Did President Barack Obama use the word terror to describe the Benghazi attack

Photo by Molly Riley-Pool/Getty Images

Photo by Molly Riley-Pool/Getty Images

The Democrat’s most recent response to the Sept. 11, 2012 terrorist attack on the embassy in Benghazi, voiced by Fox News paid contributor Allen Colmes and Washington Post columnist Eugene Robinson, is that the Republican-led House cut spending for State Department security.{1}  The question that should be asked, in follow-up, is how much money does it cost make the decision to send some troops, any troops, from one locale to another?  The answer that other Democrats have given, to follow up that follow up, is that even if the administration and State Department sent some troops, they wouldn’t have arrived in time?  The follow-up to that, as recently put forth by Charles Krauthammer, is: “How did they know how long the attack would last?”  The Democrat follow up to that follow is that the decision not to send troops was a decision made by the military chain of command.  So, what we’re now saying is that a military commander can move troops and act without civilian authority to do so…in peace time, and on an American embassy?  There has been no follow up to that follow up as far as I know.

As for the idea that this was a terrorist attack versus a spontaneous uprising, Robinson says: “The problem is that there were, in fact, tumultuous anti-American demonstrations taking place in cities throughout the Muslim world because of the video.  President Obama labeled the Benghazi assault an act of terror almost immediately—as Mitt Romney learned in the second presidential debate—but it was hard to imagine that the attack was completely unrelated to what was happening in Cairo, Tunis, Khartoum and Jakarta.”

The first “error” Robinson makes is in stating that there were any other protests taking place as a result of the video before this particular attack on Benghazi.  No one, to my knowledge, had produced any such evidence.  The second, and thoroughly debunked, assertion Robinson makes is to draw the correlation that the attack on the Benghazi embassy was in reaction to the video.  I double checked, just to make sure, and his column was written on May 10, 2013, long after that idea had been thoroughly debunked.  The initial draft of the C.I.A.’s talking points revealed by ABC’s Jonathon Karl mentions that there were“at least five other attacks against foreign interests in Benghazi” before the one in which four Americans were killed.  This information is not in the White House or the State Department’s final version.{2}  This initial draft does not mention whether or not any of these five attacks that preceded the attack on Sept. 11, 2012 had five separate videos to fuel them, but apparently Robinson thinks that’s implied.

The second provably false statement Robinson makes is that “President Obama labeled the Benghazi assault an act of terror almost immediately—as Mitt Romney learned in the second presidential debate.”  Mitt Romney did learn that for the first time in that debate, as did the rest of the world, even those of us paying attention, because it did not happen.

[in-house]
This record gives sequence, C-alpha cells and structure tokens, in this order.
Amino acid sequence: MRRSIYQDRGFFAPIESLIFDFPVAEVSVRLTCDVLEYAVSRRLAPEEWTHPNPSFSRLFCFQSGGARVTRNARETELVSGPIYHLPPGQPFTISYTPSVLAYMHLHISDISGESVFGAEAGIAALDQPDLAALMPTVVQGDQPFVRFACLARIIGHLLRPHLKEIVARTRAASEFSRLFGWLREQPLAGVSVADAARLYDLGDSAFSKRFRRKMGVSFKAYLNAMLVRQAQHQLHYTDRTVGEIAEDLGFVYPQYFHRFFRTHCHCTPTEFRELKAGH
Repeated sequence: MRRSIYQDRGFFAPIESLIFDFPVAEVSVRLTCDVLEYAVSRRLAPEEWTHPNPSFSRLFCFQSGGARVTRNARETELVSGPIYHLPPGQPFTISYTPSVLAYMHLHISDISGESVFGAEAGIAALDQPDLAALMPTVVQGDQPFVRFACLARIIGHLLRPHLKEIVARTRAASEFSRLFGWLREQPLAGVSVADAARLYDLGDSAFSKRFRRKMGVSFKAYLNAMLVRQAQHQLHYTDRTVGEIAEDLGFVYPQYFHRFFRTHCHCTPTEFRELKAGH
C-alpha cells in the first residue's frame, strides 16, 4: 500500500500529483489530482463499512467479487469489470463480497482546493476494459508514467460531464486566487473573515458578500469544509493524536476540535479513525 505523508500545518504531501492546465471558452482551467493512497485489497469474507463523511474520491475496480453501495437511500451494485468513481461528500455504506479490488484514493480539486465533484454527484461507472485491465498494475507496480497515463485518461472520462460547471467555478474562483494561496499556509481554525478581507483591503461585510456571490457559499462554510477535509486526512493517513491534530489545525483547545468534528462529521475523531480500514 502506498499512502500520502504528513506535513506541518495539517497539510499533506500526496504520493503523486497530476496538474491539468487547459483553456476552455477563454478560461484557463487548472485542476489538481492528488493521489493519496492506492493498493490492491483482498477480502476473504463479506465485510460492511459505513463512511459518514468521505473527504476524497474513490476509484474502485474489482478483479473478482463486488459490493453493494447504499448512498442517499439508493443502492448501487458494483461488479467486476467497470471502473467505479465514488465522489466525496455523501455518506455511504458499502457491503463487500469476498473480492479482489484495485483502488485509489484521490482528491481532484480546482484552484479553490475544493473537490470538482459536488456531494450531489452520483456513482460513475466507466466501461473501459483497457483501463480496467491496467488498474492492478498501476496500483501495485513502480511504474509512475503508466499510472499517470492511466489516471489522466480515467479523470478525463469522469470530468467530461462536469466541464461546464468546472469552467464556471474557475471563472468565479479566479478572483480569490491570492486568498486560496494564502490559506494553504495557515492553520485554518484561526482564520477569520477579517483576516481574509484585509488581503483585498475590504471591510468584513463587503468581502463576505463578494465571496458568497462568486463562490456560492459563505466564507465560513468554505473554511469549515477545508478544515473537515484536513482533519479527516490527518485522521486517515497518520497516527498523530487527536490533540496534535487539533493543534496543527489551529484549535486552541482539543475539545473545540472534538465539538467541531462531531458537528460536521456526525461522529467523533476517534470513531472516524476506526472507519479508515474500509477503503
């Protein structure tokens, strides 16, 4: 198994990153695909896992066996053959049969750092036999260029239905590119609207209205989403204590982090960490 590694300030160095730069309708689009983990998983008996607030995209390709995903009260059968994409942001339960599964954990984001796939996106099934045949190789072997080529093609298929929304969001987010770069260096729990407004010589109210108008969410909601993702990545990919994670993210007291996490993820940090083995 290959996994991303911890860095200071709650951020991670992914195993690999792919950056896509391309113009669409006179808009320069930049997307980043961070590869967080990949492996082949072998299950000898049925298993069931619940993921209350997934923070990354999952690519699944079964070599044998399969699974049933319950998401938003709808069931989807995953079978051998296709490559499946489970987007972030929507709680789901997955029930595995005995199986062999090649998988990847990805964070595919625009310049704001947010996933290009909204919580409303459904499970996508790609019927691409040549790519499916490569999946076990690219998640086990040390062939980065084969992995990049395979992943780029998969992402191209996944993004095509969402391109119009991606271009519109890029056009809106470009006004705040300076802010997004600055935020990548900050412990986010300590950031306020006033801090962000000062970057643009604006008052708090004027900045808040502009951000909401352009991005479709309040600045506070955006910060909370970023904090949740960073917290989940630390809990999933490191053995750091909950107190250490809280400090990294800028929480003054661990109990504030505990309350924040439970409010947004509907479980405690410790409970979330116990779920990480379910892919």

One look through the president’s Sept. 11, 2012 Rose Garden press conference shows that he uses the words “outrageous and shocking attack” and “senseless violence” to describe the attack, but that he never used the politically charged “terrorist attack” words to specifically describe this Benghazi attack.  He called those that killed four ambassadors “killers who attacked our people”.  He says, “The world must stand together to unequivocally reject these brutal acts.”  Then, to presumably satisfy keyword searchers, the president uses the word terror:

“No acts of terror will ever shake the resolve of this great nation, alter that character, or eclipse the light of the values that we stand for.  Today we mourn four more Americans who represent the very best of the United States of America.  We will not waver in our commitment to see that justice is done for this terrible act.  And make no mistake, justice will be done.”{3}

Did you see the slight of hand?  He used the word terror, but he did in only the most general sense.  He used it in a manner that gave him an out if he was ever called out on it, in say a presidential debate.  He used it, presumably, so that someone like Candy Crowley could back him up and say that he did use the word terror.  When he redirects his paragraph back to specifically mentioning the attack on the Benghazi embassy, however, he calls that act a “terrible attack”.

This may be seen as splitting hairs by some, but it is germane that he switched from general to specific, and that he changed the terms he used.  To suggest that Republicans are the ones splitting hairs is to suggest that the administration doesn’t carefully comb through their words (twelve edits of the C.I.A. talking points) to arrive at a desired response to an attack that killed Americans.  Alex Koppelman gave a perfect description of the president’s speech.  He was referring to Jay Carney’s stubborn refusal to recognize that there were elemental and numerous changes to the C.I.A.’s talking points by the administration, but I think it applies here too:  “It’s not quite re-defining the word “is,” or the phrase “sexual relations,” but it’s not all that far off, either.”

{1} http://www.realclearpolitics.com/articles/2013/05/10/looks_like_a_witch_hunt_118349.html {2]http://www.newyorker.com/online/blogs/newsdesk/2013/05/benghazi-cia-talking-point-edits-white-house.html {3}http://www.whitehouse.gov/the-press-office/2012/09/12/remarks-president-deaths-us-embassy-staff-libya


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